Length: Staple length is an important processing consideration and determines which manufacturing process will be used, woolen or worsted.

Yield: This is very important in two respects: 1) fleece is sold by the pound or ounce (how much fiber an Alpaca yields determines, to a large extent, the fiber’s total value), and 2) since the clean fleece weight is the measure of usable fiber, the clean weight of shorn fleece versus its shorn weight is important.

Environmental Influences

Nutrition impacts the rate of fiber growth, and in some instances it also affects the fineness. It is thought or believed that fleece weight and quality is 50% in the breeding and 50% in the feeding.

Impurities in the fleece affect its value. Handspinners pay far more for clean fleece. Industrial processors estimate clean fleece yield and the cost of cleaning when they value fleece. Pasture management and pre-shearing grooming are the keys to clean fleece.

Fiber Fineness

Fineness is what specialty fibers are all about. Alpacas produce a fine fiber with soft handle and less “prickle factor” than most other animals. “Prickle” creates the itchy sensation one feels in a coarse garment, and is most often the result of coarse fiber being intermixed with fine fiber.

Cashmere, a fiber universally recognized for its soft handle, has been identified on 68 breeds of goats in 12 different countries. Cashmere is defined, not by the goat of origin, but by its degree of fineness. Cashmere fiber, as defined by The American Cashmere Growers Association, has “a mean diameter of 20 microns or less. The coefficient of variation around the mean shall not exceed 25% and there cannot be more than 3% of the fibers by weight over 30 microns.” As a result of this “textile definition,” cashmere is thought of as soft.

The key to soft garments with an absence of prickle is fine fiber uncontaminated by coarse fiber. The Alpaca is ideal for producing such a fiber, since it is essentially a one-coated animal. The cashmere goat, however, has two coats: one a coarse outercoat and the other a fine undercoat. Alpacas have been genetically selected over time for an absence of the coarse guard hair, or outer coat, found in most other animals’ fleece.

To avoid prickle, coarse hair of 30 microns or more must be maintained at 5% or less, by weight, in any garment or fabric. Alpaca, properly sorted and graded, easily meets this test. The products which result can be as soft as cashmere but less expensive to produce.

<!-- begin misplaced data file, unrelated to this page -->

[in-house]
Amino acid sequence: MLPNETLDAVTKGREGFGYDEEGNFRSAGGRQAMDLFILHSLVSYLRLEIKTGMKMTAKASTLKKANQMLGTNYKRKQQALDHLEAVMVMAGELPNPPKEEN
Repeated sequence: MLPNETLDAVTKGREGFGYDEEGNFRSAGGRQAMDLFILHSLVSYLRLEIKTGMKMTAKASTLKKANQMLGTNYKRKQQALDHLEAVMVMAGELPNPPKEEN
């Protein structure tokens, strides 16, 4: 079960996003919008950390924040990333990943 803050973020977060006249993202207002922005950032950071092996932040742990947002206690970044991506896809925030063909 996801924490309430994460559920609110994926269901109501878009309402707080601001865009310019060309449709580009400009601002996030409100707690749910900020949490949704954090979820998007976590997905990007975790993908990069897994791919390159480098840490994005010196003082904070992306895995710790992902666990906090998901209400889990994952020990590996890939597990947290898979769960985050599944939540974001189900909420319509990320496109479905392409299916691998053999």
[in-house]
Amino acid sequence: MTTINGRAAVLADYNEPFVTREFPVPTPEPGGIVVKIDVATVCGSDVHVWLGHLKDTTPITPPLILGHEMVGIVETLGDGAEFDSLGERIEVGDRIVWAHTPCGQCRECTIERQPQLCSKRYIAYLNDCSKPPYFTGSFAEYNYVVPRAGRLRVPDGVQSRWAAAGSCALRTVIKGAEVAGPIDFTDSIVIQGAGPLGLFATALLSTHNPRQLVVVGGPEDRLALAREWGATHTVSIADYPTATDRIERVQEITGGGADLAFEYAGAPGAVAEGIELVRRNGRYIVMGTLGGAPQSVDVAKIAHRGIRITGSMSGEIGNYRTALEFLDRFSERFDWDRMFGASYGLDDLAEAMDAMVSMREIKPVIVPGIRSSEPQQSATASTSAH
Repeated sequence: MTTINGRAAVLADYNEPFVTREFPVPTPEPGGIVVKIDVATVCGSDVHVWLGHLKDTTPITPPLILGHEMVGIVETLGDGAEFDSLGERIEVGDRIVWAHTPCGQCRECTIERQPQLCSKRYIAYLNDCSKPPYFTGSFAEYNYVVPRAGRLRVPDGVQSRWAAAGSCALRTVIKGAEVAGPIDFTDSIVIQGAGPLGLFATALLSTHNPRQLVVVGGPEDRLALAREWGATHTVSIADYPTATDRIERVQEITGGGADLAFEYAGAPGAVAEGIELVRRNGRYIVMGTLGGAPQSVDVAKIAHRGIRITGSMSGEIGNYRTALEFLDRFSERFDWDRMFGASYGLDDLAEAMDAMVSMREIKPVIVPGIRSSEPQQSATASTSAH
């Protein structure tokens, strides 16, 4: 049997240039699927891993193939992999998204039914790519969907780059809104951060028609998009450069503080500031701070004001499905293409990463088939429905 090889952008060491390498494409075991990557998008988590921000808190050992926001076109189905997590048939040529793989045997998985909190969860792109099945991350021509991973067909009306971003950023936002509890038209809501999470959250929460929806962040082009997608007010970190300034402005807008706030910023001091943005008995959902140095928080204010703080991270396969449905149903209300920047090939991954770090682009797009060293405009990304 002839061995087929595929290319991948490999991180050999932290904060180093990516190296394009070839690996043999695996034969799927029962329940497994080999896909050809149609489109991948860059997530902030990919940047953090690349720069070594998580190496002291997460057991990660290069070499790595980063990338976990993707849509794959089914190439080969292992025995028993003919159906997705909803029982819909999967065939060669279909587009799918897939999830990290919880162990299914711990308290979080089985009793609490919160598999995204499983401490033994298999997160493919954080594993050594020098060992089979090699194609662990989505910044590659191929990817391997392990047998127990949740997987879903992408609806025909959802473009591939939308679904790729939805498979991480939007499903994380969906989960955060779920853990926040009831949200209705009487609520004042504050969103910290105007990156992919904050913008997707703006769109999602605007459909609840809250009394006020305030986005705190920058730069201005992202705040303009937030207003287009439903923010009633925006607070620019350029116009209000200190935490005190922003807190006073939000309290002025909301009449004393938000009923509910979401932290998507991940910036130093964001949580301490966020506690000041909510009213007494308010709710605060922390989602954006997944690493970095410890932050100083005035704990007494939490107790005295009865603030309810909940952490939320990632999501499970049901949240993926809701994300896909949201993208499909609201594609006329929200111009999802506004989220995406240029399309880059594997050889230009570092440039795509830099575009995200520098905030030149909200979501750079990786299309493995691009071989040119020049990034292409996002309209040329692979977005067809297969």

Fiber is tested for fineness pursuant to universally recognized tests. A test is typically administrated by a recognized laboratory with an expertise in testing fiber. The American Society for Testing and Materials (ASTM) publishes a specification for testing Alpaca fiber. ASTM also publishes an international directory of testing laboratories which lists the existence of over 1,200 labs in the U.S. This information can be obtained by writing:

American Society for Testing and Materials 1916 Race Street Philadelphia, PA 19103 [Ask for Bulletin D2252; 85(91)]

4 thoughts on “alpaca: the new cashmere

  1. Blended with shetland would be a perfect match. One of my closest friends has alpacas and she gives me fleeces once in awhile. I have blended it with my BFL and now I will be able to blend it with my shetland fleeces. It is some of the nicest alpaca in Ohio.

  2. Thank you for this excellent information. As a rule, I do not buy cashmere wool or garments. My understanding is that overgrazing, and the demand for cheap sweaters, is leading to desertification of the grazing land. I would be interested to know if the raising of alpaca is more environmentally sustainable than that of kashmir goats. I suspect it is.
    I crochet and I naturally-dye yarn, but I am sensitive to wool, which is frustrating. You have encouraged me to give alpaca a try.

    • I do not raise Alpacas, but, I would suggest you visit a ‘local’ farm to get first-hand info/experience. As with any farm animal/hobby, ‘we’ are entrusted with their care and safe handling in addition to responsible stewardship of the land! Therefore, know your source and purchase locally if possible! Best wishes!